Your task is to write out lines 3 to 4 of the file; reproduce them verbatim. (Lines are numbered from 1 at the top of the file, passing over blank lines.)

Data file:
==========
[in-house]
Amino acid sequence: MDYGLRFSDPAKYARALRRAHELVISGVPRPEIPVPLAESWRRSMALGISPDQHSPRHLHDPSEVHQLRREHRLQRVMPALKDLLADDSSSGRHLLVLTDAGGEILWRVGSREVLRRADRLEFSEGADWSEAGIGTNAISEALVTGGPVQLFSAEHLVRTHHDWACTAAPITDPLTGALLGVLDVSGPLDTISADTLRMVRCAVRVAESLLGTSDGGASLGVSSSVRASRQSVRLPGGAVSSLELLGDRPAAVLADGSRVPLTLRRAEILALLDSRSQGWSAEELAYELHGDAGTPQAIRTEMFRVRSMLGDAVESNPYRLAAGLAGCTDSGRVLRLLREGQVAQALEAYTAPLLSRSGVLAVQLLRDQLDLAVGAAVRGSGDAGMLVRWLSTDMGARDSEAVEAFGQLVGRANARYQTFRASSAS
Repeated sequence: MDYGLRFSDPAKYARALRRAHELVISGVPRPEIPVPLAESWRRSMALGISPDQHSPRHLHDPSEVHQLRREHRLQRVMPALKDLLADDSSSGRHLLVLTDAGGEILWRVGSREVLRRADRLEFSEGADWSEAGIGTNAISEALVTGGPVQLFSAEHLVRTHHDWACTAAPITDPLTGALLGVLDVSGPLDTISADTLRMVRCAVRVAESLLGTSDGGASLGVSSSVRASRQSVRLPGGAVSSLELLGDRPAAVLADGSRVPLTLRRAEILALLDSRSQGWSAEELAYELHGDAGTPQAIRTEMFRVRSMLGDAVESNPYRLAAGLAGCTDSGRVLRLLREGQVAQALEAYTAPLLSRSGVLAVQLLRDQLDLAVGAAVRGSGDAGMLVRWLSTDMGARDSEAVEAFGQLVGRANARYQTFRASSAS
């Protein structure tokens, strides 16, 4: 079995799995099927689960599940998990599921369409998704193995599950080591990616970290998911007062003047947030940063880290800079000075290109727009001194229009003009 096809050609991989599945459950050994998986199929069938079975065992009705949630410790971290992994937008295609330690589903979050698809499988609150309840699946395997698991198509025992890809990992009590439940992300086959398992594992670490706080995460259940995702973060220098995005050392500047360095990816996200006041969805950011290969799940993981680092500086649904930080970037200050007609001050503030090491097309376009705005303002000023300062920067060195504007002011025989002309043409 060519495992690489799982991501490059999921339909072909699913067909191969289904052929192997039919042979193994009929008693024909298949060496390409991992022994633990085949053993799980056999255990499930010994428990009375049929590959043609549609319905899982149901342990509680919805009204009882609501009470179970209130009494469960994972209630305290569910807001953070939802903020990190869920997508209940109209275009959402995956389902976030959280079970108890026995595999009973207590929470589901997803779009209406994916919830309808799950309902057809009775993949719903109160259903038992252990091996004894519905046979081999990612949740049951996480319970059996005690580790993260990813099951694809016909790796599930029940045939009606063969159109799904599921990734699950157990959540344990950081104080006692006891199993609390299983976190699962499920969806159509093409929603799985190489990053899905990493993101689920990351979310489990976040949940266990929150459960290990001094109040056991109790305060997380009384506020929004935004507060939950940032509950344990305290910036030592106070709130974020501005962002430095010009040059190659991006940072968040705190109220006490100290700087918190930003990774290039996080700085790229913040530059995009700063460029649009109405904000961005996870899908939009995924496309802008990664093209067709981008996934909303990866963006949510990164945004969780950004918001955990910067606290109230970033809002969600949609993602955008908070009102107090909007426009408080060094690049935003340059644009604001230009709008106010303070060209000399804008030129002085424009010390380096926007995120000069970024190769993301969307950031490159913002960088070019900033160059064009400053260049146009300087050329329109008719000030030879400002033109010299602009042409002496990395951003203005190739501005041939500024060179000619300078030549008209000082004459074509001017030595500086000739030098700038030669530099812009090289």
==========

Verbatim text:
Repeated sequence: MDYGLRFSDPAKYARALRRAHELVISGVPRPEIPVPLAESWRRSMALGISPDQHSPRHLHDPSEVHQLRREHRLQRVMPALKDLLADDSSSGRHLLVLTDAGGEILWRVGSREVLRRADRLEFSEGADWSEAGIGTNAISEALVTGGPVQLFSAEHLVRTHHDWACTAAPITDPLTGALLGVLDVSGPLDTISADTLRMVRCAVRVAESLLGTSDGGASLGVSSSVRASRQSVRLPGGAVSSLELLGDRPAAVLADGSRVPLTLRRAEILALLDSRSQGWSAEELAYELHGDAGTPQAIRTEMFRVRSMLGDAVESNPYRLAAGLAGCTDSGRVLRLLREGQVAQALEAYTAPLLSRSGVLAVQLLRDQLDLAVGAAVRGSGDAGMLVRWLSTDMGARDSEAVEAFGQLVGRANARYQTFRASSAS
């Protein structure tokens, strides 16, 4: 079995799995099927689960599940998990599921369409998704193995599950080591990616970290998911007062003047947030940063880290800079000075290109727009001194229009003009 096809050609991989599945459950050994998986199929069938079975065992009705949630410790971290992994937008295609330690589903979050698809499988609150309840699946395997698991198509025992890809990992009590439940992300086959398992594992670490706080995460259940995702973060220098995005050392500047360095990816996200006041969805950011290969799940993981680092500086649904930080970037200050007609001050503030090491097309376009705005303002000023300062920067060195504007002011025989002309043409 060519495992690489799982991501490059999921339909072909699913067909191969289904052929192997039919042979193994009929008693024909298949060496390409991992022994633990085949053993799980056999255990499930010994428990009375049929590959043609549609319905899982149901342990509680919805009204009882609501009470179970209130009494469960994972209630305290569910807001953070939802903020990190869920997508209940109209275009959402995956389902976030959280079970108890026995595999009973207590929470589901997803779009209406994916919830309808799950309902057809009775993949719903109160259903038992252990091996004894519905046979081999990612949740049951996480319970059996005690580790993260990813099951694809016909790796599930029940045939009606063969159109799904599921990734699950157990959540344990950081104080006692006891199993609390299983976190699962499920969806159509093409929603799985190489990053899905990493993101689920990351979310489990976040949940266990929150459960290990001094109040056991109790305060997380009384506020929004935004507060939950940032509950344990305290910036030592106070709130974020501005962002430095010009040059190659991006940072968040705190109220006490100290700087918190930003990774290039996080700085790229913040530059995009700063460029649009109405904000961005996870899908939009995924496309802008990664093209067709981008996934909303990866963006949510990164945004969780950004918001955990910067606290109230970033809002969600949609993602955008908070009102107090909007426009408080060094690049935003340059644009604001230009709008106010303070060209000399804008030129002085424009010390380096926007995120000069970024190769993301969307950031490159913002960088070019900033160059064009400053260049146009300087050329329109008719000030030879400002033109010299602009042409002496990395951003203005190739501005041939500024060179000619300078030549008209000082004459074509001017030595500086000739030098700038030669530099812009090289």